• Can they produce a reference list of their existing DR clients whom you can contact? Your outsourcing candidate should be able to supply at least five good references. Any hesitancy or excuses in responding to this request are a red flag. Furthermore, the references should either be from varied vertical markets or from your same vertical market.
  • The DR outsourcing firm should clearly state their prices, service levels, and their penalties should they fail to deliver in their offering to you. Penalties usually occur in the form of fee rebates or credits.
  • Does the DR firm engage in over-booking? Should a wide scale disaster hit your region, contracting with a DR firm that engages in over-booking their facilities may leave you standing when the music stops. Some DR providers refuse to over-book so that they can guarantee service to their clients but peace-of-mind comes at greater cost. Be aware that the old saying still applies: "you get what you pay for." Firms that over-book their DR facilities tend to be substantially less expensive. On the other hand, a lower cost over-booking DR provider may be an option in a region that has very low risk of wide scale disasters.
  • Does the DR outsourcer encourage and utilize virtual infrastructure? Virtualization both speeds disaster recovery and lowers overall costs. Most are just now getting on the virtualization bandwagon, so check how long the outsourcer has been implementing virtualization technologies and ask for virtualized reference customers. They should have two or more years of experience with virtualized DR.

In selecting a DR provider, you must absolutely check the providers' references. I've been surprised at the number of IT organizations that have told me they were dissatisfied with well-known DR outsourcing providers, and much happier after switching to another provider.

Collaborate with a partner on a disaster recovery planning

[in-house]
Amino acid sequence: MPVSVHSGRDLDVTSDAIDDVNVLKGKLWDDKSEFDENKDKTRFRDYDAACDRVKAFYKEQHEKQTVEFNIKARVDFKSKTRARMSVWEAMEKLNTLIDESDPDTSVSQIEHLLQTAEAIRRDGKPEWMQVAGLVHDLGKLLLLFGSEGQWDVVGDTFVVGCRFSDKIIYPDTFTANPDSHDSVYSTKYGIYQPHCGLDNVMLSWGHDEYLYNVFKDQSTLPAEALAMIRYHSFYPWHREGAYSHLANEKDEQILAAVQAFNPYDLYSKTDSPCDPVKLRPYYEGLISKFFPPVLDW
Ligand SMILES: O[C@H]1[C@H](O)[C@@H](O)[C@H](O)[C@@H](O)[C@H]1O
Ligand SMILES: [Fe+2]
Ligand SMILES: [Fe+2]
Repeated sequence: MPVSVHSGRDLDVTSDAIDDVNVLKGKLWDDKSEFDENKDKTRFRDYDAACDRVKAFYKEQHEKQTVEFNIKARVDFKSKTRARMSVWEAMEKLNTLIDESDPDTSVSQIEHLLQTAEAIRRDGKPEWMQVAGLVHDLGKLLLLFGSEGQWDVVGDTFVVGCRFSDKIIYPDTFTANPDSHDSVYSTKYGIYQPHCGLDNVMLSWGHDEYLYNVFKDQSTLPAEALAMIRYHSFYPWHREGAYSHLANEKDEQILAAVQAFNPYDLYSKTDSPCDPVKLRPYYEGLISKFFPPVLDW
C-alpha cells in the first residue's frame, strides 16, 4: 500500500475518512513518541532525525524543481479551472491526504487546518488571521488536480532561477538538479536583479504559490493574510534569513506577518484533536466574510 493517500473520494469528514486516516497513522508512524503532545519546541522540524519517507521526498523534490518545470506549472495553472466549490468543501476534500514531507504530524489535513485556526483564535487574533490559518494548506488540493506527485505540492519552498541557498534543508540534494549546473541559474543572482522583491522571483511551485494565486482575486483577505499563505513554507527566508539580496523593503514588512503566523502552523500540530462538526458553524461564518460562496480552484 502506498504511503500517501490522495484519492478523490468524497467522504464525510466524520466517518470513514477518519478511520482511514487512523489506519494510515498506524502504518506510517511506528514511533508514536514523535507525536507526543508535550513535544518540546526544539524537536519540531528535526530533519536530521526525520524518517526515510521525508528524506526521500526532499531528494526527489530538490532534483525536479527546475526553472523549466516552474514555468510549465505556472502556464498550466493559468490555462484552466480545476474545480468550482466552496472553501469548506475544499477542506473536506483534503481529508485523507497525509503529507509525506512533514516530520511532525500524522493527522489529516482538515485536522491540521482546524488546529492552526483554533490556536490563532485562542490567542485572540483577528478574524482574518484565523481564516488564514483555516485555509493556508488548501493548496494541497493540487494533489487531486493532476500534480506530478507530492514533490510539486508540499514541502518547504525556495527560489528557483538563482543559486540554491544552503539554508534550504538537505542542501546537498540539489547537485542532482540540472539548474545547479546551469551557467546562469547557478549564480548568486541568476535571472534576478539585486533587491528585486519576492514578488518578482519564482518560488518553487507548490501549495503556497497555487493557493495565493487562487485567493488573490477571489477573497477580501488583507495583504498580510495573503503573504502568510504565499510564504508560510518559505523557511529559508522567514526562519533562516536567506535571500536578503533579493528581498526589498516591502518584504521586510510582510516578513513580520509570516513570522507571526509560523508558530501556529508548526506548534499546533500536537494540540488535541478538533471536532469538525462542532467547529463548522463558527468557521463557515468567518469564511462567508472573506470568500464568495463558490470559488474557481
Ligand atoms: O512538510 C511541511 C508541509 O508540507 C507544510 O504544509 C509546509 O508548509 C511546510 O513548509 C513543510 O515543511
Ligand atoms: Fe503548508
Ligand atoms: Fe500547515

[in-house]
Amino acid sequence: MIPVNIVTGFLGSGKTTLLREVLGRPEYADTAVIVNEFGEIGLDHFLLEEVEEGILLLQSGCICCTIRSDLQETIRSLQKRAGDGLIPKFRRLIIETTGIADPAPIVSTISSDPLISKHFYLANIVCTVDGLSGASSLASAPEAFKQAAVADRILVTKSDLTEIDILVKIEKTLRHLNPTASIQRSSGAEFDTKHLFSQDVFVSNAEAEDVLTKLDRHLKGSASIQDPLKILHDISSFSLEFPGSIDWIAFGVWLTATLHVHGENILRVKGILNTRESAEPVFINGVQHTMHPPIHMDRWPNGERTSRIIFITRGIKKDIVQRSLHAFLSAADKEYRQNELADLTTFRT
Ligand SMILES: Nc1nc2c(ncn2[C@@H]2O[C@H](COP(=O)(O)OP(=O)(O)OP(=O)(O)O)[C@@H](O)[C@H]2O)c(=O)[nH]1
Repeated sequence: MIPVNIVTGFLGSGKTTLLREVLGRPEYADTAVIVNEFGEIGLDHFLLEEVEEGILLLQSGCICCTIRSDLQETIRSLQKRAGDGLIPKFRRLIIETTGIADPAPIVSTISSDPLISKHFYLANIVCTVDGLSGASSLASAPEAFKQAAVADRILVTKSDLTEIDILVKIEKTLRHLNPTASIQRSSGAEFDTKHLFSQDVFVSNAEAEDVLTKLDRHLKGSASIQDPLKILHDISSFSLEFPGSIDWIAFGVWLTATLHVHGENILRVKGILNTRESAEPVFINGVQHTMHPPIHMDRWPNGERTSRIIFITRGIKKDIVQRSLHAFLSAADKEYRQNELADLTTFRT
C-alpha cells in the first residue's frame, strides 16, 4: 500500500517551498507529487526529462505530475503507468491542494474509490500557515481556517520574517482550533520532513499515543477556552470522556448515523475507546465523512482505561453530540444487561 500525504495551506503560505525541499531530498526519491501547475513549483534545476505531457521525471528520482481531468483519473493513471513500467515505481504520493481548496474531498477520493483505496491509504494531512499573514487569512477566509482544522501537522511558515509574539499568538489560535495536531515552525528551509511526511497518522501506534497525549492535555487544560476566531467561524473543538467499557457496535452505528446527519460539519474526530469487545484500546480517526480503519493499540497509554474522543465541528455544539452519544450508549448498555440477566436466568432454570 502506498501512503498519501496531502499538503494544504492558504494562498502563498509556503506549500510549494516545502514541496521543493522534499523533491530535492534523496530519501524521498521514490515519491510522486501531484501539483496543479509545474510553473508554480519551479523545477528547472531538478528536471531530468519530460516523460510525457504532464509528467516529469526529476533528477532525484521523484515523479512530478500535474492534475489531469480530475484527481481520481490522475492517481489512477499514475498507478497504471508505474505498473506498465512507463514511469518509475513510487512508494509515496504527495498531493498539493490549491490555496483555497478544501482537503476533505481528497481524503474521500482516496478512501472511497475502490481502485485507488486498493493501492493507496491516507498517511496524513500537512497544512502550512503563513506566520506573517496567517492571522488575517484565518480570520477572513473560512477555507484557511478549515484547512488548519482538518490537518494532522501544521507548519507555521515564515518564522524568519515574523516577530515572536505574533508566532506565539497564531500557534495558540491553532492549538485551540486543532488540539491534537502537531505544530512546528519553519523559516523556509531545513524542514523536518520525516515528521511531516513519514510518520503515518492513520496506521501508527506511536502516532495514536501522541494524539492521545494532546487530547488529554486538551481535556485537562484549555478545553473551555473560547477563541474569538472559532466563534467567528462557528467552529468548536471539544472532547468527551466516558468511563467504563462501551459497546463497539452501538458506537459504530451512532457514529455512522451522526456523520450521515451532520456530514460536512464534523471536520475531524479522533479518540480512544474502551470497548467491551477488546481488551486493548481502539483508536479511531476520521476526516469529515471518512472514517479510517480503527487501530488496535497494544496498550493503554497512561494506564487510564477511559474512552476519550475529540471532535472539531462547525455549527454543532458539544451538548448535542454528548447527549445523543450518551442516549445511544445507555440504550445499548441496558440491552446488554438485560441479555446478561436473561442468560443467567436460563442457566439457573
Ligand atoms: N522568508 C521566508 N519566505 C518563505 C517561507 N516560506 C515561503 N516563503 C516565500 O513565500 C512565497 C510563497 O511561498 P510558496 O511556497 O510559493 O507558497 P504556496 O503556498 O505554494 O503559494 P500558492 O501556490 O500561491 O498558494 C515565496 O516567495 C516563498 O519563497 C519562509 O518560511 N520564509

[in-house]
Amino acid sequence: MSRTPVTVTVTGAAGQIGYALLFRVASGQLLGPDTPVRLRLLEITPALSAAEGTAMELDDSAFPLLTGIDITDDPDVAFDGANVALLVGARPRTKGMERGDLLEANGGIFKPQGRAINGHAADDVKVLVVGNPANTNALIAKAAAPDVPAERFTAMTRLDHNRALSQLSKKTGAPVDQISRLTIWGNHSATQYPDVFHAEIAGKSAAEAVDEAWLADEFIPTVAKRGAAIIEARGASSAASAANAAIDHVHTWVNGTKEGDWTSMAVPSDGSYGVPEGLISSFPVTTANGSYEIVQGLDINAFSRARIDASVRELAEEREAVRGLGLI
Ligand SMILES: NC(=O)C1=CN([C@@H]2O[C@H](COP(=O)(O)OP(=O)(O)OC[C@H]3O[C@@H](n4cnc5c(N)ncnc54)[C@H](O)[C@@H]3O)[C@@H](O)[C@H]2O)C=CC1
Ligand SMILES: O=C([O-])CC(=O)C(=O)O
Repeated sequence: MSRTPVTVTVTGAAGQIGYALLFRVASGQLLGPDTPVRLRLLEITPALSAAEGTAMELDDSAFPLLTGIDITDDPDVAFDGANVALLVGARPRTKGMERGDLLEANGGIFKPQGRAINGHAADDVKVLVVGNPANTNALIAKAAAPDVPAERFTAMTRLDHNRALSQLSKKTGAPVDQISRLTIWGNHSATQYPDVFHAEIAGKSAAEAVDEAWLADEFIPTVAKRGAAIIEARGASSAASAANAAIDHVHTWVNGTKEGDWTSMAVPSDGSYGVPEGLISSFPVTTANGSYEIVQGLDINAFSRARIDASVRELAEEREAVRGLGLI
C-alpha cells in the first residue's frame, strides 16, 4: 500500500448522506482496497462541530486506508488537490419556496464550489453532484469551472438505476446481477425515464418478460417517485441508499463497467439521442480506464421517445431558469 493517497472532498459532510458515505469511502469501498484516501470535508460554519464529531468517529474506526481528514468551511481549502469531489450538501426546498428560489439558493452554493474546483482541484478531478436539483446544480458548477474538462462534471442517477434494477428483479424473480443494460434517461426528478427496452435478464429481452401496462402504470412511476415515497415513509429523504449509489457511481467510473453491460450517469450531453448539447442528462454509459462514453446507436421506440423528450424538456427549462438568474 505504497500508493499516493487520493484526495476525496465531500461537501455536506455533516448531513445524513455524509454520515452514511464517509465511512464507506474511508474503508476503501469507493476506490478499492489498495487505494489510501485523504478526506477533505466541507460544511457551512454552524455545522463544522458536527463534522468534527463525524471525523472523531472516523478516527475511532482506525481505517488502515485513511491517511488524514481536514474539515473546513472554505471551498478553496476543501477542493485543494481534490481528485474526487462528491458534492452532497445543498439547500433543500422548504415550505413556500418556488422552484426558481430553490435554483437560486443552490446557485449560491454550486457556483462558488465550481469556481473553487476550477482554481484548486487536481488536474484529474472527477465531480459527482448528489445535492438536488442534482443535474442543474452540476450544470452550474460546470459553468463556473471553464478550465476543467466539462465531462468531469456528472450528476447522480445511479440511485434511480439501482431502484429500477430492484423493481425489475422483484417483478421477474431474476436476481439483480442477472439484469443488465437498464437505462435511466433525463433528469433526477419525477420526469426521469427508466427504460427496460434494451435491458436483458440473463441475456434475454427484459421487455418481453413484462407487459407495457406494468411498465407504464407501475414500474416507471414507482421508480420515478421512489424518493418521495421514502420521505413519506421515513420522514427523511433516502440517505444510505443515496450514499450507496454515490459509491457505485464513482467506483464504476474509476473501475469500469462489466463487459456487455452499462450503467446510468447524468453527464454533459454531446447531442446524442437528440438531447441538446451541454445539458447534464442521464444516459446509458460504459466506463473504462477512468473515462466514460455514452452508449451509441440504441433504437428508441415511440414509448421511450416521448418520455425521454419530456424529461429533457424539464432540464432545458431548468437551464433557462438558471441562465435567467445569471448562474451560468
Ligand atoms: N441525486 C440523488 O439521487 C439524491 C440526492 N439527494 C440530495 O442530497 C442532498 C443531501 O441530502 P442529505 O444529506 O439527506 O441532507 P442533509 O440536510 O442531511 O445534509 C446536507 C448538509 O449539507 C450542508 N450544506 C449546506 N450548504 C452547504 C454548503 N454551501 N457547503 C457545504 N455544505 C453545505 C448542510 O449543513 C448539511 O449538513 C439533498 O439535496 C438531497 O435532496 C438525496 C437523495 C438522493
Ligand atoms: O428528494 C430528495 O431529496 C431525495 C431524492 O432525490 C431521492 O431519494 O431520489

I have seen a growing trend in two or more companies partnering with each other for DR. In one case, a larger organization owned a 19% stake in one of their key distributors. The two collaborated and used extra space in each other's data centers as DR facilities. This example was between two partners in private industry.

More common has been DR collaboration between higher educational institutions, government agencies and healthcare providers. Both data center sharing and joint funding of DR facilities offer cost savings to the partnership.

Before embarking on such a partnership, here are some requirements for success:
  • Shared DR facilities work best between partners in the same industry. This makes it easier to maintain the integrity of regulatory requirements and audits.
  • Both partners must have nearly identical security and operational governance of their production data centers.
  • Clear contractual terms are a requirement for sharing a DR facility sharing. Employees come and go, so everything must be spelled out in well-defined contracts.
  • Supplier/consumer partnerships are beginning to grow in popularity, but the consumer may also be working with the supplier's competitor – a condition that may spell too much risk for a DR partnership.

Lastly, if you have a DR facility in place already, you should review its applicability to your business continuity requirements on an annual basis. You may find that making a change can improve your service levels, reduce your costs or both. In today's economic environment, attaining cost savings through a different DR solution from the one you currently use is in order.

Do you agree with this tip? Contact Site Editor Matt Stansberry with your data center concerns and feedback.
This was first published in November 2008